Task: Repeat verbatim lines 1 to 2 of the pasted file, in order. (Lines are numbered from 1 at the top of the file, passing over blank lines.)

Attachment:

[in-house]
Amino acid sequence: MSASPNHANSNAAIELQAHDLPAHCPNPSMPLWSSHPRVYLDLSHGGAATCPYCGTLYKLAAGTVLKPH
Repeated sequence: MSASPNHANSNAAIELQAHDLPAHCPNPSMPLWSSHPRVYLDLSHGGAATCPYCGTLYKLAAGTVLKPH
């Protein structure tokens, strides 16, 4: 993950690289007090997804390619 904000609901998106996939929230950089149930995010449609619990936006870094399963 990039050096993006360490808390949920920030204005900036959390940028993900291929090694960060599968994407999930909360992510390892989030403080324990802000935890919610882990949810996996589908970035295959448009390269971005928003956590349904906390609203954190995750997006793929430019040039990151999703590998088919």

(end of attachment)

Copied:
[in-house]
Amino acid sequence: MSASPNHANSNAAIELQAHDLPAHCPNPSMPLWSSHPRVYLDLSHGGAATCPYCGTLYKLAAGTVLKPH